China's Missile 'Tests' Reveal A Potential US Can't Ignore
TAIWAN DEFENSE IN DOUBT
EVEN as tensions between Beijing and Taipei ease, China's recent firing of medium-range M-9 missiles near the island is raising alarm.Skip to next paragraph
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Not only has Beijing rocked the military balance across the Taiwan Strait, but a new Asian arms race could ensue, regional analysts say.
Weeks of live-fire war games and missile exercises by China failed to cow Taiwanese voters into opposing President Lee Teng-hui, who was easily reelected March 23 with nearly 54 percent of the vote.
But more important than the political impact intended by the surface-to-surface missiles was their capability to carry nuclear warheads and their accuracy, defense analysts say.
''The exercises were directed at the United States and Japan, essentially warning them that, if this turns into war, they will have a much tougher nut to crack than they thought,'' says Paul Godwin, a military expert at the National War College in Washington.
In launching the military exercises, Beijing claimed that Mr. Lee, a native Taiwanese, favors independence for the island. China claims Taiwan is a part of the mainland and threatens to invade if the island refuses to reunify.
The president, who enraged Beijing last summer by making a private visit to the United States, denies independence leanings but insists Communist-led China will have to turn to democracy first before reunification is possible. Taiwan and China were split by a civil war that ended in 1949.
Unnerved by the accuracy of China's missile exercises, Taiwanese officials and analysts say the effectiveness of the island's defenses has been called into question. Many military observers have maintained that Taiwan's technological superiority and better trained troops could resist a larger Chinese invasion force.
As Taiwan is about to take delivery on dozens of new American and French warplanes, the island's military is no longer sure it can protect its naval and air facilities, analysts say. Taiwan is in the process of buying 150 US-made F-16 fighters and 60 French Mirage 2000 aircraft.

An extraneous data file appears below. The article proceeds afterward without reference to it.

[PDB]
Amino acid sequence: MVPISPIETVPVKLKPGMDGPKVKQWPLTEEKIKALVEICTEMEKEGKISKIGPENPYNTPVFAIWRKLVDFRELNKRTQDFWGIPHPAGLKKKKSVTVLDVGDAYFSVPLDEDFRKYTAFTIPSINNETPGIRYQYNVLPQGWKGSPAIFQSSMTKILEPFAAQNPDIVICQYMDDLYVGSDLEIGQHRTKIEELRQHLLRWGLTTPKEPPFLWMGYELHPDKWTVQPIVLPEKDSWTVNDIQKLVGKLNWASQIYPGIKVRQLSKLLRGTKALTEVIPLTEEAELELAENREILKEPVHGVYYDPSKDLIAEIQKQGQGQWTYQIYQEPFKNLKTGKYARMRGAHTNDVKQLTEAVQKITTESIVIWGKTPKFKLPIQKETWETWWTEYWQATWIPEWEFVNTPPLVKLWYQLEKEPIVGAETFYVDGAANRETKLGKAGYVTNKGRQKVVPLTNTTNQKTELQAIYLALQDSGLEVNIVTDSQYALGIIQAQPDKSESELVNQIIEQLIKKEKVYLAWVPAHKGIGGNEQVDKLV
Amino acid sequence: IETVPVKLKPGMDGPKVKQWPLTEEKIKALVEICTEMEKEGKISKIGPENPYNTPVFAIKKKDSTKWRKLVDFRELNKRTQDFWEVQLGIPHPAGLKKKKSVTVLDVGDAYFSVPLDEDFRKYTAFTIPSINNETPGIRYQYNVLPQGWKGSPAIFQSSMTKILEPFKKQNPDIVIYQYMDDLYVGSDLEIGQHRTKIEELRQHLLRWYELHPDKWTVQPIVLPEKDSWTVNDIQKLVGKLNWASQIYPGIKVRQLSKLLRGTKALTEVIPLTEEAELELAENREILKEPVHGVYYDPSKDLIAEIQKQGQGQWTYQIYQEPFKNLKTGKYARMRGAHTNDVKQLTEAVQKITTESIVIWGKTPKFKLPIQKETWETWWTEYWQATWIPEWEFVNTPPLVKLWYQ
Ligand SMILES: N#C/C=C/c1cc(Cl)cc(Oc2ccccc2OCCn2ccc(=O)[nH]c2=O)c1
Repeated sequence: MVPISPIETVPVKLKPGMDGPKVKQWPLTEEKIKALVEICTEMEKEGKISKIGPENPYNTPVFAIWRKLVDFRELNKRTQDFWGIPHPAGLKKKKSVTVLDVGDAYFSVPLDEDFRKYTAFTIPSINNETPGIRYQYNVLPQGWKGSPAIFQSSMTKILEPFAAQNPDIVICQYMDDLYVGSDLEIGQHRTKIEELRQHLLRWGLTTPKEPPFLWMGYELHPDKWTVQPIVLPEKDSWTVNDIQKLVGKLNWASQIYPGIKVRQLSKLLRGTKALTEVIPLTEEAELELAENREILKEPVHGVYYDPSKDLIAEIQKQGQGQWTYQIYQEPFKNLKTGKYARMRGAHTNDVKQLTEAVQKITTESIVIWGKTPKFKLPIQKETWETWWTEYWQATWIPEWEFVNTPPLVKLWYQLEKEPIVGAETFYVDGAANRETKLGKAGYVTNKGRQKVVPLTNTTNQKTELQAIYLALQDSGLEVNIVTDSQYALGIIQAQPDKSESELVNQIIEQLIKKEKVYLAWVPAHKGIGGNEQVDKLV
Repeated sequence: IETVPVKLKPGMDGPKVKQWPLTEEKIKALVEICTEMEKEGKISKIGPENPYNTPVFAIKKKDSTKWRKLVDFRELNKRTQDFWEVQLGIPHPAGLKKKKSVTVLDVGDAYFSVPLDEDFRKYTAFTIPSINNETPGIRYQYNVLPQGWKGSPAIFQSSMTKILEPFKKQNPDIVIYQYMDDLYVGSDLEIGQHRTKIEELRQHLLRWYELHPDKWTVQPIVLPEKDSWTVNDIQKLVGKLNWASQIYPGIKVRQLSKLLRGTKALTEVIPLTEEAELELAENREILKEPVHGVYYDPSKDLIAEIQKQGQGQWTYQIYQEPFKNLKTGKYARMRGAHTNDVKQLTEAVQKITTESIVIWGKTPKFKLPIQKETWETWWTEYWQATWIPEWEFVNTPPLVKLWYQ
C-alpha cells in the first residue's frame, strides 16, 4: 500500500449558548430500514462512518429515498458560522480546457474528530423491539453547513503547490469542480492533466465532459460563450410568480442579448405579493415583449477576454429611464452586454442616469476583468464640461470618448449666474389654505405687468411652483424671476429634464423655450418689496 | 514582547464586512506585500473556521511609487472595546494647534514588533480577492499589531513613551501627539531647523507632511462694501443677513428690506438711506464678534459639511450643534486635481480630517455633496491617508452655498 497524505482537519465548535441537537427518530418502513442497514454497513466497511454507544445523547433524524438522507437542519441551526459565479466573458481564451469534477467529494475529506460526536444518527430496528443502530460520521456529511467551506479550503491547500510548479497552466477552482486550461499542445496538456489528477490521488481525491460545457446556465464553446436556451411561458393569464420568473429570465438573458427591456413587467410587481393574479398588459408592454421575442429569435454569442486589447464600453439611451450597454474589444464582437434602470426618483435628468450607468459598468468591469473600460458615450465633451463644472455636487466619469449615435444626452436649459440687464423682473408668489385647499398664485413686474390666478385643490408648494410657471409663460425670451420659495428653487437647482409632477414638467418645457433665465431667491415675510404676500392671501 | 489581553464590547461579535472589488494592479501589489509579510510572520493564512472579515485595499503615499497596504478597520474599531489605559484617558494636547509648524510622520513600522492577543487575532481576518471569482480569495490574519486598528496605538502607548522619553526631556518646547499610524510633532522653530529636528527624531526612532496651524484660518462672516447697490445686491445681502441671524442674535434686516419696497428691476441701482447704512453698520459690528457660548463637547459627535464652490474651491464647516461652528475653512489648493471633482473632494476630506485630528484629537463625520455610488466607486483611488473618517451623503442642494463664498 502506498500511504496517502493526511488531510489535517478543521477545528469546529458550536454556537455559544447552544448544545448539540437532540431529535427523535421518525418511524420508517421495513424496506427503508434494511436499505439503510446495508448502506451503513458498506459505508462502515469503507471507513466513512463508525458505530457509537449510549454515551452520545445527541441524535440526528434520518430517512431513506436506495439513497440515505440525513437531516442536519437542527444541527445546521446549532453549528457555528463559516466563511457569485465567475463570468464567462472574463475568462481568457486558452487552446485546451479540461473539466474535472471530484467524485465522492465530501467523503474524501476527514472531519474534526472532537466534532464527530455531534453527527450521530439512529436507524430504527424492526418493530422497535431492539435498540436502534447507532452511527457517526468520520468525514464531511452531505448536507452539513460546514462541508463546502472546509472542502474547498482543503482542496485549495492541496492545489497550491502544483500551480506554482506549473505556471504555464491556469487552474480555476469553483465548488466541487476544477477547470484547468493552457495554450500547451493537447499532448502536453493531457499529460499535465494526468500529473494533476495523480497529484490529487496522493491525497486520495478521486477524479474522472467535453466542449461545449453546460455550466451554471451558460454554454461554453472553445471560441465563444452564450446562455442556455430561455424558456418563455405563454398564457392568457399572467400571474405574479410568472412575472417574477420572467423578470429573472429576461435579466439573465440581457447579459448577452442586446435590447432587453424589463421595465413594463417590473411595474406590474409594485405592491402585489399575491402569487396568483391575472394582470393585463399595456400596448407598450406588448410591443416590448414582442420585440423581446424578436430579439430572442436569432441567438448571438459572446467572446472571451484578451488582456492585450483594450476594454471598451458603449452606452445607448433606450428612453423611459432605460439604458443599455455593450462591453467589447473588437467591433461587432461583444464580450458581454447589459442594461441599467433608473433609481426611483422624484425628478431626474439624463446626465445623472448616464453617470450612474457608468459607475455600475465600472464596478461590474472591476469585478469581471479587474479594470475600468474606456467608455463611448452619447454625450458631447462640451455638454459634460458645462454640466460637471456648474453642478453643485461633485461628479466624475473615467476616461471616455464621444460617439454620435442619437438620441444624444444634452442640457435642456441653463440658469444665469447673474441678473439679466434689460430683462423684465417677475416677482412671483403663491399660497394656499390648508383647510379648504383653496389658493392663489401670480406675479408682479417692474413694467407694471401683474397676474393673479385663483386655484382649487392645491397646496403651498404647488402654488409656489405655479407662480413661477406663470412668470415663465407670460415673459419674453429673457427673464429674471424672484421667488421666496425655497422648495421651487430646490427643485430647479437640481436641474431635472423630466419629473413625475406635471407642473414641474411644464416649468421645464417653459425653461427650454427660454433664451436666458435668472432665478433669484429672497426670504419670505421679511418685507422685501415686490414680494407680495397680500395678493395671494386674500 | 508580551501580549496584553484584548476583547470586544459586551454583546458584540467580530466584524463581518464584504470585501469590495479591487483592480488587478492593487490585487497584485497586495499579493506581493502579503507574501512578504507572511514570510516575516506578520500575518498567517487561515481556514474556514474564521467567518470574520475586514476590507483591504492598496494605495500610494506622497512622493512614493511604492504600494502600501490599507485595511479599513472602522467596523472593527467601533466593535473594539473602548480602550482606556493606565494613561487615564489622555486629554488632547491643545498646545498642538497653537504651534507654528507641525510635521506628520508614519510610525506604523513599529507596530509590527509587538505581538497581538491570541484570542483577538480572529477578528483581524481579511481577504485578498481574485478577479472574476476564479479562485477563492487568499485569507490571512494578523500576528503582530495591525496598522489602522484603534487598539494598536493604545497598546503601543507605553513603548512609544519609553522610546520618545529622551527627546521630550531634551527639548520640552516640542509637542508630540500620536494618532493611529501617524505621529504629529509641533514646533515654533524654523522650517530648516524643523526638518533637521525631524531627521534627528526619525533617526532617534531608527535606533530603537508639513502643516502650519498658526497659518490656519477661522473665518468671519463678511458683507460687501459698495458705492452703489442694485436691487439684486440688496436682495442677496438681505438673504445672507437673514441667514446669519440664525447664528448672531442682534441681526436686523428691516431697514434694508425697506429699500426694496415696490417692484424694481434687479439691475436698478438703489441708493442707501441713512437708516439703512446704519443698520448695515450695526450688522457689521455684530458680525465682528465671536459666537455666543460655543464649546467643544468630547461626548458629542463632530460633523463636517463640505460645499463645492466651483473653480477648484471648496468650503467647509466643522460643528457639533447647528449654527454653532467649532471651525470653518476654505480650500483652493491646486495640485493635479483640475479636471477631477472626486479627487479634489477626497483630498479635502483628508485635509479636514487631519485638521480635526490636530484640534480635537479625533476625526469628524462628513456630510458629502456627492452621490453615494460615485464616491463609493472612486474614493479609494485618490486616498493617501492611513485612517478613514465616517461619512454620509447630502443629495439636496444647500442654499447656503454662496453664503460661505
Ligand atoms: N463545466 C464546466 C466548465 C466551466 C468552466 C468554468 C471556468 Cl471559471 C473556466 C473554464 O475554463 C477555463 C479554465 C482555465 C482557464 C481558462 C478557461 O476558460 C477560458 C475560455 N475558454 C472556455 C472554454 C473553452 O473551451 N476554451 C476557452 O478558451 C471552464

Last July, the China's People's Liberation Army sent six M-9 missiles crashing into the sea about 100 miles north of Taiwan. Just before last weekend's presidential election, China fired four missiles into target areas just off Keelung and Kaohsiung, Taiwan's major seaports.
More dangerous than disrupting commercial shipping is the threat to nearby Taiwanese air and naval bases, including the headquarters of Taiwan's growing antisubmarine fleet.
Asian defense experts, who previously considered Chinese missiles inaccurate, now estimate they can come within 500 yards of a target. China's pinpoint firing could also pose a threat to a huge aircraft bunker buried into a mountainside on the island, Taiwanese analysts said.
''The exercises had a big impact on the Taiwanese military. Taiwan is worried because our antimissile defenses are weak,'' says Yang Chih-heng, a military researcher at the private Institute for National Policy Research. China ''wanted to show it can shoot missiles anywhere.''
Western analysts still question the accuracy of China's M-class missiles, a variation of the Rus sian-made Scud missile used during the Gulf War, but admit it poses a heightened threat.
''If you fire enough of them, you could take out a naval facility or air force base. Open runways are now susceptible to missile attack,'' says Mr. Godwin, the American expert. ''China has been working very hard on the accuracy of its strategic weapons systems.''